Phase two of the South Island Highway improvements would continue on with these upgrades which were completed in 2011 and run from the Simms Creek Lift Station into Willow Point.

Campbell River receives funding to rebuild part of the South Island Highway

Campbell River awarded more than $6 million for the second phase of Island Highway upgrades

“It was kind of like Christmas.”

That was the reaction from Mayor Andy Adams upon learning Campbell River will receive $6.43 million from the provincial and federal governments to upgrade another section of the Old Island Highway.

The federal government announced Monday that Campbell River is one of 26 communities that will receive grant money through the Small Communities Fund a joint effort between the federal and provincial governments that will provide more than $87 million combined for 26 new infrastructure projects across B.C.

“Council is extrememly pleased, as is staff, on behalf of the community,” said Adams, adding that securing the funding to make necessary improvements for pedestrian, cyclist and traffic safety, as well as expand the “beautiful” entrance into Campbell River from the south, is a “huge bonus.”

“It’s great news for the community,” said Ron Neufeld, the city’s general manager of operations and deputy city manager. “I think we’re very pleased. The work we’ve done along the highway to date has been very successful in transforming the space along the waterfront for the benefit of the community.”

With this funding injection, the city intends to rebuild the portion of the South Island Highway between roughly the Simms Creek Lift Station, north to the Big Rock Boat Ramp a nearly one kilometre long stretch that will continue on where the previous highway upgrade through Willow Point left off.

The city will receive $3.215 million from the federal government and $3.215 million from the provincial government for this second phase of the South Island Highway Improvement Project.

The city is responsible for putting up $3.215 million of its own to match the contributions from the two senior levels of government.

Neufeld said the city’s share has been accounted for in its capital plan, but is only there as a placeholder, meaning there is no timeline for when the project could begin.

“The project will require a fairly extensive design process first,” Neufeld said, adding that he’s certain construction would not begin this year.

“It’s a complete rebuild of the road,” Neufeld said. “A rebuild of all the underground infrastructure and the conversion of the overhead utilities to underground.”

Adams said the grant funding couldn’t have come at a better time, as it will allow the city to upgrade its sewer and water infrastructure.

“With the expanded growth of residential in the south, it’s putting pressure on our sewer capabilities and our water capabilities, so the timing of this, to do this is very much appreciated,” he said.

The upgrade will also involve improvements to the Sea Walk, as well as new landscaping, to match the section of highway between Simms Creek and Hilchey that was upgraded more than five years ago.

“We’ve had these conceptual designs for some time, in phased blocks to be done as the money allows,” Adams said. “There’s seven in total, if you count Willow Point, running at one kilometre sections. We’d like to do more, but it costs money.”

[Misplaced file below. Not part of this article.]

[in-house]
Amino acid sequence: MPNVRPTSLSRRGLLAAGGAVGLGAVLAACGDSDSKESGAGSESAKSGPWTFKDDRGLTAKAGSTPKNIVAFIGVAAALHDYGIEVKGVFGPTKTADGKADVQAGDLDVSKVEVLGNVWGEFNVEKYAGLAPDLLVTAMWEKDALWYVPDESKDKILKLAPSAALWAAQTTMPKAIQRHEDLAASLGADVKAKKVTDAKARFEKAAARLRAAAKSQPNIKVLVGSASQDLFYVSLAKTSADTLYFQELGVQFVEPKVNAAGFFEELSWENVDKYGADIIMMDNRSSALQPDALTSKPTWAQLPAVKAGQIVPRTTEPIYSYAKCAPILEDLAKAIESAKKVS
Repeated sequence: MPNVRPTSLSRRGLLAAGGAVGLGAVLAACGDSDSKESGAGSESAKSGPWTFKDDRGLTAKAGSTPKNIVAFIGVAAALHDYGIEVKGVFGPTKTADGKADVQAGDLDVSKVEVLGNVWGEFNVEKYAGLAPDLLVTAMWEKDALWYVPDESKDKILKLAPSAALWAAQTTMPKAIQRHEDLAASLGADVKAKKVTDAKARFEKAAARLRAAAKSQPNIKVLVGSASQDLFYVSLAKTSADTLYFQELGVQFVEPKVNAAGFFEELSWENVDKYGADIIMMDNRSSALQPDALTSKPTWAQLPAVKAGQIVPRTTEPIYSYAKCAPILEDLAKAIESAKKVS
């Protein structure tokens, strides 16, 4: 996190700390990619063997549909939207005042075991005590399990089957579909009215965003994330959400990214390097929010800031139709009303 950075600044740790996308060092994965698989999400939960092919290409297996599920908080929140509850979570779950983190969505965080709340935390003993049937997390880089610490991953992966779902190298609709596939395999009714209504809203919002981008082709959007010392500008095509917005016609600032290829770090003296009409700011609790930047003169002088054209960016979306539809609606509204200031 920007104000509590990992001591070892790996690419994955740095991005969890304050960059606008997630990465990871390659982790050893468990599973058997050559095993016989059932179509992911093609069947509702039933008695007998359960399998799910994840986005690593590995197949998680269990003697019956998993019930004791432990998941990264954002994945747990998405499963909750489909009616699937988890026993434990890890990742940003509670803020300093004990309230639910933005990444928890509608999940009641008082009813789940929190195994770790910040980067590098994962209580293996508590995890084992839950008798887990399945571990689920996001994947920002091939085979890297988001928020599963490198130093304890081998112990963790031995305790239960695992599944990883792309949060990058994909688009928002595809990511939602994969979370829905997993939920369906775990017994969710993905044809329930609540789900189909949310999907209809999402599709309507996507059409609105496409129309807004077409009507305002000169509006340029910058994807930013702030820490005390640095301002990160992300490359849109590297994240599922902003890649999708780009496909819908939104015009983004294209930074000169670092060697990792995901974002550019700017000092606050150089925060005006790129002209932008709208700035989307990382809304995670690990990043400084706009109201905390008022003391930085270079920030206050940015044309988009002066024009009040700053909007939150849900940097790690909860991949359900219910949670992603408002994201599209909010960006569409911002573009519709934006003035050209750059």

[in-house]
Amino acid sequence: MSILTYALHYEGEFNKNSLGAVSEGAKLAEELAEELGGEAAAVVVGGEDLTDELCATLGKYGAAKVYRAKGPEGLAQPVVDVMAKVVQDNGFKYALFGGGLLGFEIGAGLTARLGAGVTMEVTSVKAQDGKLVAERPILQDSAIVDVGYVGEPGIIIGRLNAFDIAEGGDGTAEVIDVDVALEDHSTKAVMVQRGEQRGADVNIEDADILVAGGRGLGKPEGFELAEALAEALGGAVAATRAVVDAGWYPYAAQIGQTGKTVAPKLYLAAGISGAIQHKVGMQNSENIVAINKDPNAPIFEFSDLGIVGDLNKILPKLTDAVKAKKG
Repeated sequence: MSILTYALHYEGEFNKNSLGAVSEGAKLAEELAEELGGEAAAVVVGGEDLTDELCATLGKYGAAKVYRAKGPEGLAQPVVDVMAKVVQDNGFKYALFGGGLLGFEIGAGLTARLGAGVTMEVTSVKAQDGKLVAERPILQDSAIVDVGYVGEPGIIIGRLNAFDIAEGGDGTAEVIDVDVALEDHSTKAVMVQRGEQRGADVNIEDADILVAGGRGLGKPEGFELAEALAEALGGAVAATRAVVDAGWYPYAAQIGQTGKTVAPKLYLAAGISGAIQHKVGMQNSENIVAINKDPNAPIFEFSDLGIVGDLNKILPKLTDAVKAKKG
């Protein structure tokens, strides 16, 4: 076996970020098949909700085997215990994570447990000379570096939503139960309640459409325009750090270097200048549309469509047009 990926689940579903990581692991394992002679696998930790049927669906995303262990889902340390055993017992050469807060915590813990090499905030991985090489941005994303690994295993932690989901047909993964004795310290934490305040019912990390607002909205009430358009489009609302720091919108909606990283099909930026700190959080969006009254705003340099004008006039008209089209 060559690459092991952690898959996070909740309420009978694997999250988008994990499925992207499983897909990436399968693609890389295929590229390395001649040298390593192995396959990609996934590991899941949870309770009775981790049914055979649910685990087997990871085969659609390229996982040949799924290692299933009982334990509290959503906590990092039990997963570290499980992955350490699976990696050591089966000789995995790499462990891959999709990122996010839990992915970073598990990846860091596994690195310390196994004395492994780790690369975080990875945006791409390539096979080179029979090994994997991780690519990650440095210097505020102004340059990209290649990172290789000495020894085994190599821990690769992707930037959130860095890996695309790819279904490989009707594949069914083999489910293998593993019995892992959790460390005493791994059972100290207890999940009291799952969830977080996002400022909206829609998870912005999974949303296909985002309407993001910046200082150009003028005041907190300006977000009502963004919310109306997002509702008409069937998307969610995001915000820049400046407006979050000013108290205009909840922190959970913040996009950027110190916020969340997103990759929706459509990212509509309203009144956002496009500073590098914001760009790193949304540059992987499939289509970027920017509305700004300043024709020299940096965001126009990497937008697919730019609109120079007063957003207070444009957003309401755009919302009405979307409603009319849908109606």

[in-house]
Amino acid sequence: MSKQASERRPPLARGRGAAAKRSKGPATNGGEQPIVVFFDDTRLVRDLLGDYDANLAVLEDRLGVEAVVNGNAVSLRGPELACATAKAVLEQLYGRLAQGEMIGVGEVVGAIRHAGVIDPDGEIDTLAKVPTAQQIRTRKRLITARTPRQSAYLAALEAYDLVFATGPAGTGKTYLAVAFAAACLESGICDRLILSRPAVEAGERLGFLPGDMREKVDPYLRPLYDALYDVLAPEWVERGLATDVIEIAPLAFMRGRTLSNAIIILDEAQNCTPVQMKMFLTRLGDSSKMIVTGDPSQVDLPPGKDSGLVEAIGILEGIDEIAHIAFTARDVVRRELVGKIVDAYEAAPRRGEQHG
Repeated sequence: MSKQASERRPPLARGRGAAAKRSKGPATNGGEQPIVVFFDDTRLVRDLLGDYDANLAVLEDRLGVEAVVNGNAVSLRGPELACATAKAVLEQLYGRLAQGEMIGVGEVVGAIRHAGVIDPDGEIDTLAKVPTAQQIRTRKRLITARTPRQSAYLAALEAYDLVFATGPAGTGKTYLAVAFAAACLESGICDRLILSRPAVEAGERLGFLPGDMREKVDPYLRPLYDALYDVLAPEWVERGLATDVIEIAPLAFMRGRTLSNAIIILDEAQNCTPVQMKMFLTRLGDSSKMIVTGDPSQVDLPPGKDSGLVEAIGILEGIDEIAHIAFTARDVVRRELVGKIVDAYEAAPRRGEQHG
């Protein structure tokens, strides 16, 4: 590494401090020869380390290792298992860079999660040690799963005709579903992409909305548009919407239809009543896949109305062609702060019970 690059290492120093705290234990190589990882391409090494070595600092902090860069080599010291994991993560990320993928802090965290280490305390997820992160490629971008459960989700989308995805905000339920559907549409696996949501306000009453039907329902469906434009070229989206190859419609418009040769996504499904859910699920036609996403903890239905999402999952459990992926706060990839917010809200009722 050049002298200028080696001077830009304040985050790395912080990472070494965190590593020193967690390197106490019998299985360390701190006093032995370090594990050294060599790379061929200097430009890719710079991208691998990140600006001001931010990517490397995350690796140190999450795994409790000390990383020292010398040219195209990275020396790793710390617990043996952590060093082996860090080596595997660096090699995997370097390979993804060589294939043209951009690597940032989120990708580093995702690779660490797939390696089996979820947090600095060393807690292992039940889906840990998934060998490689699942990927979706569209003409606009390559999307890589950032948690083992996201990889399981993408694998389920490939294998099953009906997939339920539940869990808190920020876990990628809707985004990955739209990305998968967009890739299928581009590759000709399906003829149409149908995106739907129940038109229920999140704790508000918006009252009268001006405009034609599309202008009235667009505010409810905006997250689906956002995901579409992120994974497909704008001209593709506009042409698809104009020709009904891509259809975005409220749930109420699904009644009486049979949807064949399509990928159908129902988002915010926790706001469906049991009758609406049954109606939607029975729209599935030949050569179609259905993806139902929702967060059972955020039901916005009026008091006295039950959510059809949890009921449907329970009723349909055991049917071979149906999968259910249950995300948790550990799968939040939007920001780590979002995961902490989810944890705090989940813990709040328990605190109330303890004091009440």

The second phase has been a long time coming for the city.

Council had applied previously for senior government grant funding for the next stage of highway upgrades but was unsuccessful. Council took another shot last April, after some urgency from Coun. Larry Samson.

“Our greatest asset in our community is our Sea Walk,” Samson said at the time. “It’s what everybody talks about, it’s what everybody uses. All you have to do is drive by there, day after day, and see the people out there, whether it’s raining, whether it’s sunny. It is in my estimation one of our greatest assets.”

Todd Stone, the B.C. minister of transportation and infrastructure, said the funding provided to Campbell River, and 25 other communities, is a huge boon, particularly to smaller communities that otherwise would not have the means to upgrade vital infrastructure.

“When public infrastructure in many of our smaller communities is in need of repair or upgrade, the high costs associated are often difficult for a community alone to bear,” Stone said in a release. “However, when senior levels of government act together, we can facilitate these important infrastructure improvements and build stronger communities throughout B.C.”

Adams credited the hard work of council for the city’s success this time around in securing the funding.

“This council, for the last two years in a row, at UBCM (Union of B.C. Municipalities convention) lobbied Minister Stone for these highway upgrades so we’re very appreciative of the minister coming through,” Adams said.

City Manager Deborah Sargent said the city’s success can also be attributed to the hard work of city staff in implementing plans such as the Sustainable Official Community Plan and the 10-year Financial Plan, that give the city a clear direction in future planning.

“All of these projects are possible because of the exceptional land use planning over the last few years,” Sargent said. “These are documents that support all these projects so that when grants come up, we’re able to capitalize on that funding.”

Adams agreed, adding the city’s success is a result of all the “great work done in preparation” by city staff.